Most Microsoft Windows users have experienced the Blue Screen of Death (also known as BSOD) at least once, since it's an error screen displayed when the operating system reaches a condition where it can no longer operate safely, but did you know that BSoDs have been present in Windows NT 3.1? They can be caused by poorly written device drivers or malfunctioning hardware, such as faulty memory, power supply issues, overheating of components, or hardware running beyond its specification limits. Continue reading for more strange things that Windows users could possibly relate to.
Approximately 1-billion people have viewed the famous Windows XP "Bliss" wallpaper, but not many know of the story behind it. Well, it was photographer Charles O'Rear who captured the iconic landscape in Sonoma County, California, in 1996. The image was first sent to Corbis, an advertising and licensing agency, who then sold the rights to Microsoft in 2000, one year before the launch of Windows XP. "I am turning seventy-six and realize how much the Microsoft Bliss photograph has meant to my life. As the photographer of the most viewed photo in history, I have enjoyed every minute of the fame," said O'Rear said. Now, he's started a new project called the "New Angles of America," directed towards smartphones users. Continue reading for more pictures, another video and additional information.
We have seen the future of Windows, and it's in virtual reality. Introducing Virtual Desktop, a free app that transforms the entire Windows operating system into a VR-capable platform. In addition to surfing the web, you can also use it for games (Minecraft, Street Fighter V, etc.), Facebook, or even Photoshop. When launched, users are greeted with a curved, floating Windows desktop - wallpaper, icons, Start button and all. Continue reading for a tech demo and more information.
Sure, you can argue that there really is no practical reason to have Windows 95 running on a new Nintendo 3DS XL, but it's definitely a conversation starter. Back a while ago, I tried compiling the dosbox from libretro, and using retroarch to emulate dosbox. Yet, every time, it froze on a rainbow glitchy mess. So, I gave up for a while. Until tonight. So, I tried it on my n3ds, and it just worked. "So, I think the o3ds just isn't powerful enough to run dosbox, or there's not enough ram. So, that's how this all got started. At its core, this is just libretro/retroarch dosbox. But I figured, hey, everyone wants Windows on their 3DS, right?," said Shutterbug2000 on the GBATemp forum. Click here to view the first image in this week's funny school pictures gallery. Continue reading for a viral video of a hoverboard unboxing that results in an unexpected fire.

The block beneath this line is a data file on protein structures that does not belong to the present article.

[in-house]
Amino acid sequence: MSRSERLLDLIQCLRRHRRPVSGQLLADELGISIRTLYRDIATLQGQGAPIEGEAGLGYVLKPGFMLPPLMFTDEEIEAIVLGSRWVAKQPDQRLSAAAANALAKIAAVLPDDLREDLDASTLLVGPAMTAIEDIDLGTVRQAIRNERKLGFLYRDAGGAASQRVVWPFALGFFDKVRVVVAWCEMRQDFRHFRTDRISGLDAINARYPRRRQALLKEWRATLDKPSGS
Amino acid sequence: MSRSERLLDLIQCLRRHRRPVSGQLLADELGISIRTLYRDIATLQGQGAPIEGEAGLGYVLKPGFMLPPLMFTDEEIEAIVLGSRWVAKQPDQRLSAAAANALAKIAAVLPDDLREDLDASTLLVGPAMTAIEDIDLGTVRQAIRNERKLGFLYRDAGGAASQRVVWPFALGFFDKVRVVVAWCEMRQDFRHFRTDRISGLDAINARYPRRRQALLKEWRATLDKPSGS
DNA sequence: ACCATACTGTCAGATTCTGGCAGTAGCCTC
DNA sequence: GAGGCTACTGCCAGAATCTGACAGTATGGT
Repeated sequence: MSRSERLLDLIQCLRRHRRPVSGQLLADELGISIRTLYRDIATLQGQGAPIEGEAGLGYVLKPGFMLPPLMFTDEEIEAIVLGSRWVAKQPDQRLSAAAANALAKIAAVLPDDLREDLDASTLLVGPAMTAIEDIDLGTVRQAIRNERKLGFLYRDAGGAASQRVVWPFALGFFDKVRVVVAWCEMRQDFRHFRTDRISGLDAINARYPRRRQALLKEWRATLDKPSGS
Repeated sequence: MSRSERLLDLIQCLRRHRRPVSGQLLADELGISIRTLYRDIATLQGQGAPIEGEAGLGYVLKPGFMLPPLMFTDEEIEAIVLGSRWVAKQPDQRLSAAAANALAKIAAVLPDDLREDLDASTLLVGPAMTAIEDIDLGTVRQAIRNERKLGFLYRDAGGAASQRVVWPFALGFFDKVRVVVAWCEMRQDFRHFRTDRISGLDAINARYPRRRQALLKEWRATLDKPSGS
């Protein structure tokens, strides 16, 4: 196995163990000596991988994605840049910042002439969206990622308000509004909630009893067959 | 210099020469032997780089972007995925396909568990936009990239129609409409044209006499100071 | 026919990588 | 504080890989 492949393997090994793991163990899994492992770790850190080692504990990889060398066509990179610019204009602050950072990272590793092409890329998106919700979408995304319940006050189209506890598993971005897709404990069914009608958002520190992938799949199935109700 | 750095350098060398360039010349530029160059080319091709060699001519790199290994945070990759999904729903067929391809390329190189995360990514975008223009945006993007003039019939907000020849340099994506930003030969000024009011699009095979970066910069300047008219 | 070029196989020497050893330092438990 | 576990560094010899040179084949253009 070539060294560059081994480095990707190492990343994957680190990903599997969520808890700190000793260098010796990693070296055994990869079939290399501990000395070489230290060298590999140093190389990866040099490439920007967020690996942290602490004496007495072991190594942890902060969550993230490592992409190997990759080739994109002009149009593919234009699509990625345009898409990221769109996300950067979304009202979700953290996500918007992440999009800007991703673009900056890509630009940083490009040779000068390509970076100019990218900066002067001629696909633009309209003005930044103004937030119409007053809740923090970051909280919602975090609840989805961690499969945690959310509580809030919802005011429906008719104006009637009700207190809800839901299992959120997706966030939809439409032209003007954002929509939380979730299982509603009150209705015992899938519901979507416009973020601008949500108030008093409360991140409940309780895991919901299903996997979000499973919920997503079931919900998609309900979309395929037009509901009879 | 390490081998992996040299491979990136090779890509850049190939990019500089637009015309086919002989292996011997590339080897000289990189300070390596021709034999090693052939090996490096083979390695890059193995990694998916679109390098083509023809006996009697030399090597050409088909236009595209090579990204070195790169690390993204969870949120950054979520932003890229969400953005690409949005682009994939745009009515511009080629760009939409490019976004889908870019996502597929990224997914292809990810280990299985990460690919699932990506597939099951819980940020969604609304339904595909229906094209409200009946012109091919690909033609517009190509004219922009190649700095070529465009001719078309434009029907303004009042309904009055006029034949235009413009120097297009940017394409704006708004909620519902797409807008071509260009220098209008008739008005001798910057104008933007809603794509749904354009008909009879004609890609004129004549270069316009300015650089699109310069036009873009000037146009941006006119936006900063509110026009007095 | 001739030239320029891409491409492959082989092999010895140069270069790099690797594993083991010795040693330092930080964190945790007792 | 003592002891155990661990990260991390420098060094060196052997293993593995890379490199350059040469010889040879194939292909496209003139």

For those who have been Mac or Linux users all their lives, the Blue Screen of Death (also known as BSoD) is basically an error screen displayed on a Windows computer system after a fatal system error, also known as a system crash: when the operating system reaches a condition where it can no longer operate safely. BSoDs have been present in Windows NT 3.1 (the first version of the Windows NT family, released in 1993) and all Windows operating systems released afterwards. They can be caused by poorly written device drivers or malfunctioning hardware, such as faulty memory, power supply issues, overheating of components, or hardware running beyond its specification limits. One place you shouldn't see this error is at a concert, but with computers powering everything these days, it's not too out of the ordinary for something like this to happen. Continue reading for more.
File this under: epic FAILS. There are some places where you just shouldn't spot the Windows Blue Screen of Death (BSOD), and that includes the drive-thru window of McDonalds. Unfortunately, not everyone is tech savvy enough to solve these issues on their own, so we end up with even more bizarre sightings. Continue reading to see more.
That's right, the classic Commodore 64 has received a few upgrades and is being relaunched as a full-fledged Windows 7 PC (optional) -- "Ubuntu 10.04 LTS operating system on disk ready to install." On the base model, you'll find "a 1.8 GHz Dual Core Intel Atom processor and 2GB of RAM, the Ultimate version gets 4GB of RAM with built-in WiFi and Blu-ray." Prices range from $595 (base) to $895 (ultimate). Product page. Click here for more pictures. Continue reading to watch a classic Commodore 64 commercial from 1982.
Microsoft's upcoming Windows Phone 7 OS is already popping up on prototype handsets, like this one from Samsung. In one of the videos, we get "a demo of an Xbox Live Arcade / iPhone game port called Twin Blades by Press Star Studio -- it was done in a week by one programmer using 90 percent of the Xbox Live code." Continue reading to watch.
Ever wish Microsoft and/or Apple used their operating system sound effects in a more creative manner, like making songs? Wish no more, as these fans have taken OS sound effects to the next level. Continue reading to see them all.
It's not easy to get your hands on an authentic copy of Windows 7 Signature Edition (bundled with launch party kits) -- featuring Steve Ballmer's facsimile signature -- but this USB drive version surely isn't the way to go. Continue reading for one more picture.
Apparently, the copies of Windows 7 Ultimate that ship on the USB drives are "10-in-One versions" (we're not sure where the 10 comes from, but the additional versions might be N versions or slimmed down versions).